|DVD Romantic Comedy|
|Written by Abbie Bernstein|
|Tuesday, 14 January 2003|
'Hope Floats' is a whimsical romantic drama that succeeds neither in being entirely naturalistic nor engagingly fanciful. The modicum of charm it possesses is mainly due to the efforts of its hard-working cast.
Birdie (Sandra Bullock) is a nice young wife/mother living what she thinks is a perfectly contented life in Chicago--until she's publicly dumped on national television by her husband, who's having an affair with her best friend. The demoralized Birdie packs up her young daughter Bernice (Mae Whitman) and heads back to her Texas hometown with her tail between her legs to live with her mother (Gena Rowlands). One-time prom queen Birdie is ill-equipped to face the gloating of former acquaintances, but her pragmatic if eccentric mom insists that she get on with her life. Birdie slowly kindles a romance with Justin (Harry Connick, Jr.), an admirer from high school days who has also returned after years in California.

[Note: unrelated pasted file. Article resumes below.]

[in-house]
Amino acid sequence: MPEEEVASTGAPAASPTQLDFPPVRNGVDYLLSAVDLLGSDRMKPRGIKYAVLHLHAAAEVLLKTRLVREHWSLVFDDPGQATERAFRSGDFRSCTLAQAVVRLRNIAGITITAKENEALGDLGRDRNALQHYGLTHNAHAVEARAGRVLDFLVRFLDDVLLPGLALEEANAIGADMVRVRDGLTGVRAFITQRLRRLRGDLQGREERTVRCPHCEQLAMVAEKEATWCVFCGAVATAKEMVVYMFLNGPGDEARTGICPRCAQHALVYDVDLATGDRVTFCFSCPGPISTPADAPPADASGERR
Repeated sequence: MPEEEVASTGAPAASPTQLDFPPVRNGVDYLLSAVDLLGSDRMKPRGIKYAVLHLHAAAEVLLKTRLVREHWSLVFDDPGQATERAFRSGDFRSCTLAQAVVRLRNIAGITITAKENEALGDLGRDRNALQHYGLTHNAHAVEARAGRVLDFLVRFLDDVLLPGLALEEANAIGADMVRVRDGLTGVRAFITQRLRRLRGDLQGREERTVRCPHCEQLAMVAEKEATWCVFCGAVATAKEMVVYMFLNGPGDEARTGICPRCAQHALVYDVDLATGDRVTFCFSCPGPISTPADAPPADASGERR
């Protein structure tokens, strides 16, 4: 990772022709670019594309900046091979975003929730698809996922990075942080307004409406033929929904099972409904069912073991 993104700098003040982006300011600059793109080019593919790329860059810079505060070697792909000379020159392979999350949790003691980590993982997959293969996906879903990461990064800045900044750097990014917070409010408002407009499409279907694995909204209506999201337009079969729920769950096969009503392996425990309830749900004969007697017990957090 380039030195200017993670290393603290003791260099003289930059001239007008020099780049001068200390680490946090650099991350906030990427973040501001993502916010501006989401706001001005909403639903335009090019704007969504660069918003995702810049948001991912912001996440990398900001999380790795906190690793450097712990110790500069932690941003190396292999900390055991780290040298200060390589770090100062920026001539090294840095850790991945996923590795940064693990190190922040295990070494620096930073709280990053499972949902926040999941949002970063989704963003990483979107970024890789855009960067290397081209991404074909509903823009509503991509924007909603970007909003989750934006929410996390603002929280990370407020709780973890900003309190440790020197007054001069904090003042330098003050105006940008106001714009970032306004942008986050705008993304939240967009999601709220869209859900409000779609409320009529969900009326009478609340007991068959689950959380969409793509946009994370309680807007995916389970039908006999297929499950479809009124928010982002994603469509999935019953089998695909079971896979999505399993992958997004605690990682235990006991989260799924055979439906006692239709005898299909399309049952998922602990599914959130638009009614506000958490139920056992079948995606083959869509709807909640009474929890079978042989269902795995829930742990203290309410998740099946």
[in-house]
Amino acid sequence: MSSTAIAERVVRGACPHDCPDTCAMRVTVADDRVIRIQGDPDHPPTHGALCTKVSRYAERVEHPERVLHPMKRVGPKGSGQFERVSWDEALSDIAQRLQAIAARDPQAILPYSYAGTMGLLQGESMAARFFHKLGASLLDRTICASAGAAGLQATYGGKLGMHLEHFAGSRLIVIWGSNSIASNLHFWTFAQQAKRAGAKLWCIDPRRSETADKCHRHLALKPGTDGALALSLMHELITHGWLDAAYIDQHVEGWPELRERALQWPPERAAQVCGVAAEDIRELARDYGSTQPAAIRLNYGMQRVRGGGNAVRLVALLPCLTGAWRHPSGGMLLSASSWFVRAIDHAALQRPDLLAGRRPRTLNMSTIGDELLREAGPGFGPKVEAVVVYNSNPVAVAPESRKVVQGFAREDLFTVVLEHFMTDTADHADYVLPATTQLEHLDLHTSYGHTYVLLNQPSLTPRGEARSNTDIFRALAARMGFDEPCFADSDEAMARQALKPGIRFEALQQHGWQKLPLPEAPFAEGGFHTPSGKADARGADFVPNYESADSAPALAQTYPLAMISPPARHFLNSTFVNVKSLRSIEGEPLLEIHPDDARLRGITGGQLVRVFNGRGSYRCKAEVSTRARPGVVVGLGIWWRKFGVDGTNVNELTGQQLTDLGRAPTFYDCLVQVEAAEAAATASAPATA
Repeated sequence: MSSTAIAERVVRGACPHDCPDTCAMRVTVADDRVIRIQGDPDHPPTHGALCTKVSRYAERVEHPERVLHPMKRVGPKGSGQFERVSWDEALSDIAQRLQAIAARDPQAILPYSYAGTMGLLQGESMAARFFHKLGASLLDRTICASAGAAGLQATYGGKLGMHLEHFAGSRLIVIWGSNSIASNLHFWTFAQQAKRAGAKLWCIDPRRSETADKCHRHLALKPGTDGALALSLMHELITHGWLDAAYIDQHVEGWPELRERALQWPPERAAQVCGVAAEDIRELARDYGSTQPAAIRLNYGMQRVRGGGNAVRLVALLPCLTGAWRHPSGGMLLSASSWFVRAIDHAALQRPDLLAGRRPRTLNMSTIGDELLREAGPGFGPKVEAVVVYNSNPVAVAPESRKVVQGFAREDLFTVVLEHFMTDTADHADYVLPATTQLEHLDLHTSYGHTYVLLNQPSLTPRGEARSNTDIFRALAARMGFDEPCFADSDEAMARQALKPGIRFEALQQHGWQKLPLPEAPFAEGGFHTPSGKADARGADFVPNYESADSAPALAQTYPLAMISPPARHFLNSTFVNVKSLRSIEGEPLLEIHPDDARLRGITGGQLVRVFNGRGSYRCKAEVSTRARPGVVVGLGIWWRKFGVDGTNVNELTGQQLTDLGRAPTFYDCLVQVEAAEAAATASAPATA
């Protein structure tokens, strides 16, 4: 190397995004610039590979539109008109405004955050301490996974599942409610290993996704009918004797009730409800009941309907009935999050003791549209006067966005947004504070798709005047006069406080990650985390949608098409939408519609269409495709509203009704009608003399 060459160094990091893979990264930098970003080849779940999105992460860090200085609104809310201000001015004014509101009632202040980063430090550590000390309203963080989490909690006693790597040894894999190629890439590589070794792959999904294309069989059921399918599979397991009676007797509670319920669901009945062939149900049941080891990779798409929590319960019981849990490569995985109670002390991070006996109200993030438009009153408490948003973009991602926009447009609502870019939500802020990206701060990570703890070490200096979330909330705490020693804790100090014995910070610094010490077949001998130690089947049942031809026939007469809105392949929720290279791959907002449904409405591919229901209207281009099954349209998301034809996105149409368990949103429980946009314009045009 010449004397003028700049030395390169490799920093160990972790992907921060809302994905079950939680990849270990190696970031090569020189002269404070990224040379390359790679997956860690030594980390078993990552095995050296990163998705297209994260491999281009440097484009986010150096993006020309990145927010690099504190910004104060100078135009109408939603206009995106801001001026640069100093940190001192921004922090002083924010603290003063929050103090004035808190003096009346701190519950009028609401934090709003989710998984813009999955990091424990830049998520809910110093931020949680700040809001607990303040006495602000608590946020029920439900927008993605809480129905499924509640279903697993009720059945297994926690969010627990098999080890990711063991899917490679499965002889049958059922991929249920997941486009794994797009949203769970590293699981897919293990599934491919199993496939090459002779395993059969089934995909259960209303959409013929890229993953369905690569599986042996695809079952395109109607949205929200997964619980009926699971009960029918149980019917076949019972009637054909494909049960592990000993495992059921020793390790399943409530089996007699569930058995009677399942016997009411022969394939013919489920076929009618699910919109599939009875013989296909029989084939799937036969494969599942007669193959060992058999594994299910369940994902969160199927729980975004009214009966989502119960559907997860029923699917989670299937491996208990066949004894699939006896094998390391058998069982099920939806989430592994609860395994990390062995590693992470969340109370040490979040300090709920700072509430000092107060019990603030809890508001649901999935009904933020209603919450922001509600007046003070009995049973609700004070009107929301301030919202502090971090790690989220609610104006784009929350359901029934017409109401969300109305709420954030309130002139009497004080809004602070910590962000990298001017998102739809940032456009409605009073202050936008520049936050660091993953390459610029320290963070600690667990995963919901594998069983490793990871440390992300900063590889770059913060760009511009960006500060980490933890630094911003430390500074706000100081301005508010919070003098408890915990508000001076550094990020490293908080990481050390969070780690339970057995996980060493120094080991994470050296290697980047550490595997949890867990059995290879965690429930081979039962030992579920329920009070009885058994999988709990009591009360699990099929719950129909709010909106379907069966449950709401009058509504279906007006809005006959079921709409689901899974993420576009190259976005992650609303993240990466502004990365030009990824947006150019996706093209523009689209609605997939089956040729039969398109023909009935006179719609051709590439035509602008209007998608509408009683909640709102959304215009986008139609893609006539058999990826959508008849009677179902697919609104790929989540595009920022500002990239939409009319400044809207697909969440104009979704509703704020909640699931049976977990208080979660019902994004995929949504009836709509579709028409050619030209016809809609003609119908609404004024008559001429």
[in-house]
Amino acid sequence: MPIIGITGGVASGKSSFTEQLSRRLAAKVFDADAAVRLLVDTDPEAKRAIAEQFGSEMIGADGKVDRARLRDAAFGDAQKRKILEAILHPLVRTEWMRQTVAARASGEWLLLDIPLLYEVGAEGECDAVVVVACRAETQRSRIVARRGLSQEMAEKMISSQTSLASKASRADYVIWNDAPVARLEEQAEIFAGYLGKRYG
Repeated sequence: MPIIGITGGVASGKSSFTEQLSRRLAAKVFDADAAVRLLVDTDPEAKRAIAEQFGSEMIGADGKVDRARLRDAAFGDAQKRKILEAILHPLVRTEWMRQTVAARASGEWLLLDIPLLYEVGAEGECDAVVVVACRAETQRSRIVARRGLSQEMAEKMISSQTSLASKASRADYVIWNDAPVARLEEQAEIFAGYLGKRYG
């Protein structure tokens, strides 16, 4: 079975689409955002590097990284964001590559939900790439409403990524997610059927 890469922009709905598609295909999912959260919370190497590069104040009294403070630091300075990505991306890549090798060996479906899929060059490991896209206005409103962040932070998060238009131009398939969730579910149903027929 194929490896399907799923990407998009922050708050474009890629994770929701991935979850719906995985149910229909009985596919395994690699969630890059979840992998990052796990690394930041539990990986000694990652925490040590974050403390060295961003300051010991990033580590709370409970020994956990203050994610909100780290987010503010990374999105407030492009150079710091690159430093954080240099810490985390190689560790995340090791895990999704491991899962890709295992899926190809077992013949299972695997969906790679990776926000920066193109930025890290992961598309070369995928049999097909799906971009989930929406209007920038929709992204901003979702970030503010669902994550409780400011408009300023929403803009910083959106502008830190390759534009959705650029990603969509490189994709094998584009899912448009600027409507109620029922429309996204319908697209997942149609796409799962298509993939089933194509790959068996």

'Hope Floats' seems aimed at viewers who like stories about characters who come to grips with diminished expectations. This is certainly a fact of life for quite a few people, but Steve Rogers' script never gets specific enough about Birdie's past for us to empathize with what she's lost. Since our first sight of her husband is as a cheating louse who humiliates Birdie in front of the world and who cruelly mistreats his adoring daughter, it's hard to understand why she didn't ditch the creep long ago, much less why she's moping about the break-up. Touches of almost surreal comedyÑthe talk show incident, Birdie's mother's habit of dressing up animal taxidermy subjects (something some viewers may find extremely unfunny to begin with)Ñwork against the seriousness that 'Hope Floats' strives for elsewhere.
Director Forest Whitaker ('Waiting To Exhale') and cinematographer Caleb Deschanel create beauty in the Texas landscapes without dwelling on it overmuch, making for a look that is consistently handsome, though they never show us any sights that are deeply memorable. The sound mix is extremely high-caliber, with sensitivity to dialogue, ambient sound and music throughout--Chapter 5 has an especially admirable blend of mother/daughter conversation, Dave Grusin's unobtrusive but pretty scoring and footsteps on grass blended with the cries of playing schoolchildren in the background.
The actors all have a good, persuasive way with the dialogue, even when the sentiments are expressed in platitudes, and once in awhile, writer Rogers puts forth a genuinely droll concept.